Because Rule 14a-9 applies to proxy voting advice, such advice may not contain materially false or misleading statements or omit material facts that would be required to make the advice not misleading. This prohibition covers "information underlying the basis of its advice or which would affect its analysis and judgments, that would be required to make the advice not misleading."
The Proxy Voting Advice Guidance provided three examples of types of information that a proxy advisory firm may need to disclose to avoid a potential violation of Rule 14a-9:
- An explanation of the methodology used to formulate its voting advice on a particular matter (including any material deviations from the provider's publiclyannounced guidelines, policies, or standard methodologies for analyzing such matters) where the omission of such information would render the voting advice materially false or misleading
- To the extent that the proxy voting advice is based on information other than the registrant's public disclosures, such as third-party information sources, disclosure about these information sources and the extent to which the information from these sources differs from the public disclosures provided by the registrant if such differences are material and the failure to disclose the differences would render the voting advice false or misleading–and–
- Disclosure about material conflicts of interest that arise in connection with providing the proxy voting advice in reasonably sufficient detail so that the client can assess the relevance of those conflicts
Investment Adviser Guidance
The Investment Adviser Guidance began with the following basic principles:
- Investment advisers are fiduciaries that owe each of their clients duties of care and loyalty with respect to services undertaken on the client's behalf, including proxy voting.
- In the context of voting, the specific obligations that flow from the investment adviser's fiduciary duty depend on the scope of voting authority assumed by the adviser.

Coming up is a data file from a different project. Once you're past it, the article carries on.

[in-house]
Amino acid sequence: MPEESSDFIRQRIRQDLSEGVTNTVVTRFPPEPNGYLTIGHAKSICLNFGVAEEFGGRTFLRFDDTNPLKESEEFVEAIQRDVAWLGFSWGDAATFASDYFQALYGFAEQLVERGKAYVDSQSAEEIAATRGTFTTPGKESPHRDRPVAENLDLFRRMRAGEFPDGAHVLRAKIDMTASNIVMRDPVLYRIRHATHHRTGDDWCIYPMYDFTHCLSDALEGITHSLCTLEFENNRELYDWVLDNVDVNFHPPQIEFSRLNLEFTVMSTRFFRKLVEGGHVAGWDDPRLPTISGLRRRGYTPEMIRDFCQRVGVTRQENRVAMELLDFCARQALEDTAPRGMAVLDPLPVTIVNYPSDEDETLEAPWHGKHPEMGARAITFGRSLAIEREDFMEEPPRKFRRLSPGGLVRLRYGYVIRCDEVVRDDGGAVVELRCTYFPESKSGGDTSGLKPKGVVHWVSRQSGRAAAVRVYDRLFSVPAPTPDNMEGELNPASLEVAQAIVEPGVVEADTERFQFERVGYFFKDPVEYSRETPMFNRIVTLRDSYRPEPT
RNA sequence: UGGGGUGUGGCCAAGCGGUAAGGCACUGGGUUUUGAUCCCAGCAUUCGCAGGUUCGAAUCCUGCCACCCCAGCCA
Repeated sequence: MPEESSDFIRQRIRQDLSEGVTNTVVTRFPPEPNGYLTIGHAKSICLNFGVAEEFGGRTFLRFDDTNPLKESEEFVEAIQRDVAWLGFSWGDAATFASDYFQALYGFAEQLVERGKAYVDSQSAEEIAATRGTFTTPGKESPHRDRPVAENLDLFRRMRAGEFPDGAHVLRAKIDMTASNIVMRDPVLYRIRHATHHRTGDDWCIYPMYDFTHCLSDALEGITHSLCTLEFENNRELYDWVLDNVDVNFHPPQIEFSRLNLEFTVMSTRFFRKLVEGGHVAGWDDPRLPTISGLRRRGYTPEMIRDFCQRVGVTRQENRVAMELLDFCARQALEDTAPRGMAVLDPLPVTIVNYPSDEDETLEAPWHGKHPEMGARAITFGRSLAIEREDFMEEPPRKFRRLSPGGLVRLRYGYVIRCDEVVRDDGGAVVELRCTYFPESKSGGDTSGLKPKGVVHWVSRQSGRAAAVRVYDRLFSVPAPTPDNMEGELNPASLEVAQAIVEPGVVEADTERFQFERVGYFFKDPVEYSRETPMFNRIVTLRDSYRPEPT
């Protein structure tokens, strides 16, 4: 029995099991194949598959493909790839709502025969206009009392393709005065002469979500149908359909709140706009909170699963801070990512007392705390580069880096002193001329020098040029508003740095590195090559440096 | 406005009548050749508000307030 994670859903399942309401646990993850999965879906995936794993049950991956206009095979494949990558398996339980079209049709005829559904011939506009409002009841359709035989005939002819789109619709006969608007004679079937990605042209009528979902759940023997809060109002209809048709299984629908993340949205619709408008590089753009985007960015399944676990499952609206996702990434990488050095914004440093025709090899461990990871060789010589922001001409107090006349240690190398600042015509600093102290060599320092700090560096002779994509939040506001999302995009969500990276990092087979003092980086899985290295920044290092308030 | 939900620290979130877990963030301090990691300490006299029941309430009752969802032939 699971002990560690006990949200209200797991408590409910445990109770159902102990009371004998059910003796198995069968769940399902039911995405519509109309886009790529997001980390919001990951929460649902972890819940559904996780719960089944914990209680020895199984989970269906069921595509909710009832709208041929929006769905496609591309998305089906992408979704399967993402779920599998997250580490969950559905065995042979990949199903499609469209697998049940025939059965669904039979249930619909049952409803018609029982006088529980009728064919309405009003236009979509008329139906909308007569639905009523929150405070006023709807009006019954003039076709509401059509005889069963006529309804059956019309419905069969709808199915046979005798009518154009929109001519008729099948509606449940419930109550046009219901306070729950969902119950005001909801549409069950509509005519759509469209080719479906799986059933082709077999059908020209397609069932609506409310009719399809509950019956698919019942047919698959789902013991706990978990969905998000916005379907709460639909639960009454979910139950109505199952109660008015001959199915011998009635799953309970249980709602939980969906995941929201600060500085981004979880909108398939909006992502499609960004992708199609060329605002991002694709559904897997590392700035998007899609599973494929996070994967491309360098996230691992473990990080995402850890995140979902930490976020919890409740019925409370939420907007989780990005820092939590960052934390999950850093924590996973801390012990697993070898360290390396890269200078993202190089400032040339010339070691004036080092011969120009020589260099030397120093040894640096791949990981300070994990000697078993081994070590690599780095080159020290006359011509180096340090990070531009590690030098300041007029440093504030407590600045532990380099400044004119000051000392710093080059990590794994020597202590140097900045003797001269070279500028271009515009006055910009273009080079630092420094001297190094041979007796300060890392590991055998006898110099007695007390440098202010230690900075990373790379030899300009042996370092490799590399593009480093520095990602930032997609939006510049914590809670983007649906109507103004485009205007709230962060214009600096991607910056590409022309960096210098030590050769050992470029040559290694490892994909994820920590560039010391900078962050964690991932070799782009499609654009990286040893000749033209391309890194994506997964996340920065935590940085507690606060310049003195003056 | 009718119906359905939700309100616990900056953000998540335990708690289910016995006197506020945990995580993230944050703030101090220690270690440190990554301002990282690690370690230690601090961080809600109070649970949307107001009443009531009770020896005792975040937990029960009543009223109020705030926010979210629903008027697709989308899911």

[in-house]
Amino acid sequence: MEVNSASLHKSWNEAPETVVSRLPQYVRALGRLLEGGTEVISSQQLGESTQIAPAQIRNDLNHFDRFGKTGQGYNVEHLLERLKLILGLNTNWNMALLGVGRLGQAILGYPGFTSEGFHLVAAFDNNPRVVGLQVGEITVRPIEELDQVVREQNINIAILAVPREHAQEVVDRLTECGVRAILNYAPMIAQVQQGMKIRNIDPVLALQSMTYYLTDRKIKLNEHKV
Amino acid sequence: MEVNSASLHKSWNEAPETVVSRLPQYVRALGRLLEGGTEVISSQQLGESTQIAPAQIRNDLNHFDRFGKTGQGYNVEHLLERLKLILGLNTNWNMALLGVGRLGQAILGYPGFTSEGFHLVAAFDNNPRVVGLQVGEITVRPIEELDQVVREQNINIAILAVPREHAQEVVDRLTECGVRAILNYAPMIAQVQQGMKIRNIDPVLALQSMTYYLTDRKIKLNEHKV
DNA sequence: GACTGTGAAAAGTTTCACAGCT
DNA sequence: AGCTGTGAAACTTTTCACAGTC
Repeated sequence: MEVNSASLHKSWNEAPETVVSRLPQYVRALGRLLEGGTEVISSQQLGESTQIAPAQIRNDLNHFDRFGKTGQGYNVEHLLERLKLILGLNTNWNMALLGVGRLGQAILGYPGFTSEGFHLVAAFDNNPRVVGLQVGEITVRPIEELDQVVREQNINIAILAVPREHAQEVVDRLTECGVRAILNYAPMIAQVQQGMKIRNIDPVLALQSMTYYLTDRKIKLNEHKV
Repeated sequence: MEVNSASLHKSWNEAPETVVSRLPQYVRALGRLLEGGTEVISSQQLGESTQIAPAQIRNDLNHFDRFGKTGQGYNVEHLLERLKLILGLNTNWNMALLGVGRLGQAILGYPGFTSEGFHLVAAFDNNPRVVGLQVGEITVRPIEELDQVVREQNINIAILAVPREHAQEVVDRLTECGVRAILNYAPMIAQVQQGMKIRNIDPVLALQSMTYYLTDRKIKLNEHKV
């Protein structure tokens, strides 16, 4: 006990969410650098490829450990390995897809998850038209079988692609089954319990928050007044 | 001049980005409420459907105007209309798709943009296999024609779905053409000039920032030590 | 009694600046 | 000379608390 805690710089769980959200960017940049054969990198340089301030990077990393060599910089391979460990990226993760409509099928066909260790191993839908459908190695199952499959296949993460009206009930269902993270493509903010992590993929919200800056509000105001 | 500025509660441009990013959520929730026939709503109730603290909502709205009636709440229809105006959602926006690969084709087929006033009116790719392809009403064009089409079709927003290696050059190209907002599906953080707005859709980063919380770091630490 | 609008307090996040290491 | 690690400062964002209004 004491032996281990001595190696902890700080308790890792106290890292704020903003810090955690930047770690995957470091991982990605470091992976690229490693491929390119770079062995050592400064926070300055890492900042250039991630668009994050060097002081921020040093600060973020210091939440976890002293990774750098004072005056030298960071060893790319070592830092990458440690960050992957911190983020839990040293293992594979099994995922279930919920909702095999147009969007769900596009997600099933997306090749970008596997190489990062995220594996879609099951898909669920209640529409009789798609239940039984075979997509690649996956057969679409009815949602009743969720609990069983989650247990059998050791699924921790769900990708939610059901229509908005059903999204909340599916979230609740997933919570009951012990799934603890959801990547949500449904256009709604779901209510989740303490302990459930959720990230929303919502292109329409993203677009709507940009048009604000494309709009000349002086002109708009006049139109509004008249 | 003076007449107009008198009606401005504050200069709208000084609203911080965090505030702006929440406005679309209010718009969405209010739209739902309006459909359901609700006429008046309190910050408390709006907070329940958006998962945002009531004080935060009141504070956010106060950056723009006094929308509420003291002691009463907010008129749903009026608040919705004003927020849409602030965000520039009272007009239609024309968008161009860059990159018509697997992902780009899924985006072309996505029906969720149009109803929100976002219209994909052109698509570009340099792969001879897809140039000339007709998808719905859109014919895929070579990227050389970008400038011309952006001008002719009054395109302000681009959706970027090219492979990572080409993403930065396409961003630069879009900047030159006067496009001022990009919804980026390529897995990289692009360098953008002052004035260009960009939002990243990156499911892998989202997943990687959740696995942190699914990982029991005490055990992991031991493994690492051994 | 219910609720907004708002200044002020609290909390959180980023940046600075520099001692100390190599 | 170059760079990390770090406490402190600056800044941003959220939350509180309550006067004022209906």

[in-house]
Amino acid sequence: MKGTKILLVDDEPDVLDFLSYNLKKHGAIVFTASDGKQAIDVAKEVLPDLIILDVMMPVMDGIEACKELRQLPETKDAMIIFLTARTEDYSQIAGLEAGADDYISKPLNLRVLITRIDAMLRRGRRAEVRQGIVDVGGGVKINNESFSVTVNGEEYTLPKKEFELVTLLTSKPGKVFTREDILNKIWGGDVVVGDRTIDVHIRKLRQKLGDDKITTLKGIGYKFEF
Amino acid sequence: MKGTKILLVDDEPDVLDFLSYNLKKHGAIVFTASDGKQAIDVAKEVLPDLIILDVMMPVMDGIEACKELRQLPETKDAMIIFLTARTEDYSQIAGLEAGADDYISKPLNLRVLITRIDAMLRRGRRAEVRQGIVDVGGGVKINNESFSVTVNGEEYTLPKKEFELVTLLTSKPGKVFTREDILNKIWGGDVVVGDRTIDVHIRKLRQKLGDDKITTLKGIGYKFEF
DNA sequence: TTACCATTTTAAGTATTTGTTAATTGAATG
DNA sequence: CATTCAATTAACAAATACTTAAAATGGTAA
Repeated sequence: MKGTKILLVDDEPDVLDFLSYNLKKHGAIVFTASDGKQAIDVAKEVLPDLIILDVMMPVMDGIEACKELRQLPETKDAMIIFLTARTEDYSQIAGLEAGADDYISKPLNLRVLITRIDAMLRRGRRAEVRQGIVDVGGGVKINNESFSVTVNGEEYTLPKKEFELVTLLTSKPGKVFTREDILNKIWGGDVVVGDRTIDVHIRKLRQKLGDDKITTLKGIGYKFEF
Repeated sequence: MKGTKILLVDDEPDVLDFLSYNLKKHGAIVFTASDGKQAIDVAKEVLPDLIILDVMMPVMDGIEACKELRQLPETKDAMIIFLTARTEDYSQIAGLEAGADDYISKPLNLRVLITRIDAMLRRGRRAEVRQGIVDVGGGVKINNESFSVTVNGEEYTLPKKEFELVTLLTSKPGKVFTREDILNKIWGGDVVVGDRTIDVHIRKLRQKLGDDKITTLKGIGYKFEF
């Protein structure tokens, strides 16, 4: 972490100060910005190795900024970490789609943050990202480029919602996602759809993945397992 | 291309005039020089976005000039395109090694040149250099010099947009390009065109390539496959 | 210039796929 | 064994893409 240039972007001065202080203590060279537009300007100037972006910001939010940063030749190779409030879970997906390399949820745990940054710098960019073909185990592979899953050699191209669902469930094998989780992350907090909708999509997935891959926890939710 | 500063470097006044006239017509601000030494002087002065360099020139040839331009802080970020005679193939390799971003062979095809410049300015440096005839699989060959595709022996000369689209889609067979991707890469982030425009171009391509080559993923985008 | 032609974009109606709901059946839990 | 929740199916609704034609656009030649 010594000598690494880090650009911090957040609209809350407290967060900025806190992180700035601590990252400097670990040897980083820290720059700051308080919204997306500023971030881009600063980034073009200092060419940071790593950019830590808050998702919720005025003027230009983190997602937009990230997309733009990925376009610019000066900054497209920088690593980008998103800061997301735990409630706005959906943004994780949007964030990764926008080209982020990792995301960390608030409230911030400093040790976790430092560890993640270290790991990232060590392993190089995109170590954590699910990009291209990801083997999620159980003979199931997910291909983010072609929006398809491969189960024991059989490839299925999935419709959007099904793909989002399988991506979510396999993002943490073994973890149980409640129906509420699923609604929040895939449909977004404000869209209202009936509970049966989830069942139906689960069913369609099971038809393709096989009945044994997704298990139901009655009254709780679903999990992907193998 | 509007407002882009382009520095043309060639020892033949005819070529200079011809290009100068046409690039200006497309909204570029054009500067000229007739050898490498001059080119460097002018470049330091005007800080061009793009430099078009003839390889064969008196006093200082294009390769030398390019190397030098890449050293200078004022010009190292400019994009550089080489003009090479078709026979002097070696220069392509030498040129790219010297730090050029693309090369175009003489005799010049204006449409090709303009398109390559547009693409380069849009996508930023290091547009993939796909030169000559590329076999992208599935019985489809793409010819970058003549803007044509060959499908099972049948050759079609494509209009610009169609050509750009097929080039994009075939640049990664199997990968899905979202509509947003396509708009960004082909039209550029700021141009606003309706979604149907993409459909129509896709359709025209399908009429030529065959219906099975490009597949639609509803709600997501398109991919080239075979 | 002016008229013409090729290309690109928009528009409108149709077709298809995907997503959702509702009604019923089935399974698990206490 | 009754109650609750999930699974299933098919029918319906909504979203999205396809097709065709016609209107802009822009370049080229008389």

- To satisfy its fiduciary duty in making any voting determination, the investment adviser must make the determination in the best interest of the client and must not place the investment adviser's own interests ahead of the interests of the client.
- Where an investment adviser has assumed the authority to vote on behalf of its client, the investment adviser, among other things, must have a reasonable understanding of the client's objectives and must make voting determinations that are in the best interest of the client.
According to the Investment Adviser Guidance, if an investment adviser does accept voting authority, it may agree with its client, subject to full and fair disclosure and informed consent, on the scope of voting arrangements. As examples, this guidance noted that the adviser and its clients could agree on exercising voting authority based on specific parameters, opportunity costs, type of proposal, or cost benefit considerations. However, when an investment adviser assumes proxy voting authority, even if limited in scope, it must make voting determinations consistent with its fiduciary duty and in compliance with the Proxy Voting Rule.
The Investment Adviser Guidance discussed the steps that an investment adviser that has assumed proxy voting authority could take to demonstrate that it is making voting determinations in a client's best interest, in two discrete circumstances. First, when an investment adviser has multiple clients, the adviser should consider whether voting the same way for all clients in accordance with a uniform voting policy would be in each client's best interest or whether it should have different voting policies for some or all of these clients depending on the investment strategy and objectives of each. Second, an adviser should consider whether certain matters, such as corporate events or contested director elections, may necessitate that the adviser conduct a more detailed analysis than what may be entailed by application of its general voting guidelines in order to consider factors particular to the issuer or the voting matter.
In addition, according to the SEC, an adviser should consider reasonable measures to determine that it is conducting its proxy voting activities in accordance with its voting policies. The SEC suggested that the adviser could sample its proxy votes (particularly those that may require a more detailed analysis as noted above) as part of its annual compliance review. The SEC believes that an adviser that retains a proxy advisory firm should consider additional steps to evaluate whether the adviser's votes were cast in a manner consistent with its proxy voting policies and in the best interests of the adviser's clients.